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South Sudan accuses Sudan of aerial, ground attacks

By Jared Ferrie, For CNN
April 22, 2012 -- Updated 2020 GMT (0420 HKT)
South Sudanese Information Minister Barnaba Marial Benjamin said rival Sudan began a series of attacks Sunday morning.
South Sudanese Information Minister Barnaba Marial Benjamin said rival Sudan began a series of attacks Sunday morning.
STORY HIGHLIGHTS
  • South Sudan's information minister reports hours of bombings
  • A Sudanese military spokesman cannot be reached for comment
  • "They are trying to drag us back into a war," the South Sudanese official says
  • Satellite images suggest damage to oil fields

Juba, South Sudan (CNN) -- South Sudan accused Sudan of launching ground and aerial attacks inside South Sudan's territory Sunday.

"There have been bombings since 9 this morning, and at 1 o'clock they launched a ground attack," said Barnaba Marial Benjamin, South Sudan's minister of information.

The clashes came after the southern army said it withdrew troops from a contested, oil-rich border region.

A spokesman for the Sudanese military could not be immediately reached for comment. Claims from both sides are difficult to confirm, as journalists and independent observers do not have access to the front lines.

South Sudan announced Friday that it would comply with a request from the United Nations Security Council to pull troops out of the disputed oil-rich region of Heglig, which it had occupied since April 10. Sudan claimed its forces had forced southern troops out and captured the area.

Benjamin said his country's army withdrew to bases near the border and inside South Sudan. Sudanese forces crossed the border and attacked them there, he said.

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"They are trying to drag us back into a war, and that's what the Security Council didn't want," he said. "They must tell them to stop these attacks."

Benjamin said the bases near the border have been repeatedly attacked in the past by Sudanese troops based in Heglig, and those previous attacks prompted South Sudan to occupy the area.

Heglig is on the border created last year when the two countries split.

Sudanese President Omar al-Bashir had vowed to "never give up" the disputed region.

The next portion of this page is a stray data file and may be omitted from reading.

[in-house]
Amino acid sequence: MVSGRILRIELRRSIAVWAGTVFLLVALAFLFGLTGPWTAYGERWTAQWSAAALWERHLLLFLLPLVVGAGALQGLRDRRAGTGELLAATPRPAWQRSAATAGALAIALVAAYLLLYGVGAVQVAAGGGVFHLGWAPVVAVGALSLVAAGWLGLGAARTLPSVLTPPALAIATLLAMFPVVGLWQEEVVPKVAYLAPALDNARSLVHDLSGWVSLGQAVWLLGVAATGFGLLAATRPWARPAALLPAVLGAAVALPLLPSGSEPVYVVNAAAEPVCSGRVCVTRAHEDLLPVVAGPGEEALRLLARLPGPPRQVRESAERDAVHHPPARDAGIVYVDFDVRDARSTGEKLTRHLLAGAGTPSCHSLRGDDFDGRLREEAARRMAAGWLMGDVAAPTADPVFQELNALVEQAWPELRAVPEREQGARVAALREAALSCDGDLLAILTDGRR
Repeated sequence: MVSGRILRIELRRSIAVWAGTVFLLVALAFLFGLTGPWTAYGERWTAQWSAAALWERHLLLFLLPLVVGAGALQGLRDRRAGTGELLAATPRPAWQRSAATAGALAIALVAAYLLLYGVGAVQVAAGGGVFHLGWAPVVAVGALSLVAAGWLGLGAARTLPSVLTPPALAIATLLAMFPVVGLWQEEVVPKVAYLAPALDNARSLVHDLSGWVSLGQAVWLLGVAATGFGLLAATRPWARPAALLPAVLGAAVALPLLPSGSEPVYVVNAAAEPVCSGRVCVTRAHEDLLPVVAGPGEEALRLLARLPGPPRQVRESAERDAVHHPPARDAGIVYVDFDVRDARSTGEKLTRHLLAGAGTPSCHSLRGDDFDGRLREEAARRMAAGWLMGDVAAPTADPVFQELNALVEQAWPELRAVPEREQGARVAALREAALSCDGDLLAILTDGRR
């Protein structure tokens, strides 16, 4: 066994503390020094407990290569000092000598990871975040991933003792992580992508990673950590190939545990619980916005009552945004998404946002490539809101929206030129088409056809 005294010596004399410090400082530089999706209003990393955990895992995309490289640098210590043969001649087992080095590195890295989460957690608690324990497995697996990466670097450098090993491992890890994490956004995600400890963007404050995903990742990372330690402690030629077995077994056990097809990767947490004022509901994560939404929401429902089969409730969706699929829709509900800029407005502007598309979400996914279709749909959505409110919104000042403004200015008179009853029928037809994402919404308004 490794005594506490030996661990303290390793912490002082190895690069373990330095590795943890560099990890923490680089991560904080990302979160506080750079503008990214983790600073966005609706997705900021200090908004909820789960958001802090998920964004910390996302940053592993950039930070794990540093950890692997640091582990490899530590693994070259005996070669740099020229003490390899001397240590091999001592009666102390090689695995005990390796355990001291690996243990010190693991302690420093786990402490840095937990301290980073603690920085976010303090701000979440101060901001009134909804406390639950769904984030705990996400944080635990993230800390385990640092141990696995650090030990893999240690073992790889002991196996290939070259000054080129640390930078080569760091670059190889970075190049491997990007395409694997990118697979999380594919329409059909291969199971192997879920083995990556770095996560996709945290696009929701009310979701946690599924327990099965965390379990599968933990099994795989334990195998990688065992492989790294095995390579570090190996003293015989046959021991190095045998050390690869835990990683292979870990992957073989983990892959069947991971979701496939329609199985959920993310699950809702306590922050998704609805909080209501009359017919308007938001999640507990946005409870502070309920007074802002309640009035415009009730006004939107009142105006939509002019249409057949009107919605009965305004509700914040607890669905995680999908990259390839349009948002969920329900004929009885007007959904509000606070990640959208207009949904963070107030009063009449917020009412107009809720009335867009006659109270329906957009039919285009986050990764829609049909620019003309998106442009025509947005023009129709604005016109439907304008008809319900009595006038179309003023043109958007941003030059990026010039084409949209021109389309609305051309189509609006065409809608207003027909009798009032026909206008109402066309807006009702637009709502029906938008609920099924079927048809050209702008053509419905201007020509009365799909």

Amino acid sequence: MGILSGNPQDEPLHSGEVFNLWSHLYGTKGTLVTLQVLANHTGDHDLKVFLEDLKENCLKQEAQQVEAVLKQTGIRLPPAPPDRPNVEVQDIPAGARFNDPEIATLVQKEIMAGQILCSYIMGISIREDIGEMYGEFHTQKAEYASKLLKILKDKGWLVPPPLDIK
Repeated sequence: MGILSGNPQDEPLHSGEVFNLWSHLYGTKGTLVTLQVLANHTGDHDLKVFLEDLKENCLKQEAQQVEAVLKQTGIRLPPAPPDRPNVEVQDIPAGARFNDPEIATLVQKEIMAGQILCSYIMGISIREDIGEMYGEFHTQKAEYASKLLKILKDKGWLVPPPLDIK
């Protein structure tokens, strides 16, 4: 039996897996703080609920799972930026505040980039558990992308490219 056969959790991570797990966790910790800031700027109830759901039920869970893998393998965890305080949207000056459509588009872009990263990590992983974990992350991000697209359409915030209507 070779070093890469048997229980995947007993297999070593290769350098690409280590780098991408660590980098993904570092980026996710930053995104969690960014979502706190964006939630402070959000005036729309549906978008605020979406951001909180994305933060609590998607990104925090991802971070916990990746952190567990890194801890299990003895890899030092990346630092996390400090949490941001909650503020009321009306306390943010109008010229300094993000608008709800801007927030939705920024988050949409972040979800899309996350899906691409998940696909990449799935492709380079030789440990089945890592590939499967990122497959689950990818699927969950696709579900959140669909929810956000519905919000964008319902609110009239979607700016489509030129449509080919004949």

While both countries claim Heglig, Sudan continued administering the region after South Sudan declared independence last July following a two-decade civil war.

The south took with it three quarters of the formerly united country's oil reserves, a loss that sent Sudan's economy reeling.

Sudan's oil industry suffered further when fighting in Heglig forced a halt to oil production in those fields, which account for about half of the country's entire production of 115,000 barrels a day. Satellite images suggest that infrastructure in the Heglig oil fields may have been severely damaged by the fighting.

The Satellite Sentinel Project released images Sunday that suggest a critical part of the oil pipeline infrastructure was destroyed. The collection manifold, which allows oil flows to be separated or combined without interrupting the flow, appears to have been damaged by an explosion.

"The evident destruction of the collection manifold is a big deal in that this by itself is likely to result in immediate cessation of oil flow from the area," said Jonathan Hutson, a spokesman for the project, which is led by the Harvard Humanitarian Initiative.

Hutson said analysts could not determine whether the destruction was the result of ground fighting or aerial bombardment.

On Friday, South Sudan's military spokesman, Philip Aguer, told reporters in Juba that Sudan had bombed Heglig's central processing facility the previous day and that it continued to burn.

Serious damage to the facility would prevent companies from resuming production and would require substantial investment to repair or rebuild.

Sudan has accused South Sudan of destroying oil infrastructure and said it would attempt to force South Sudan to pay for damages.

The renewed fighting follows an appeal Saturday by U.S. President Barack Obama, urging the countries to "choose peace" and return to negotiations.

"You still have a chance to avoid being dragged back into war," he said in a video, which was subtitled in Arabic and posted to the White House website.

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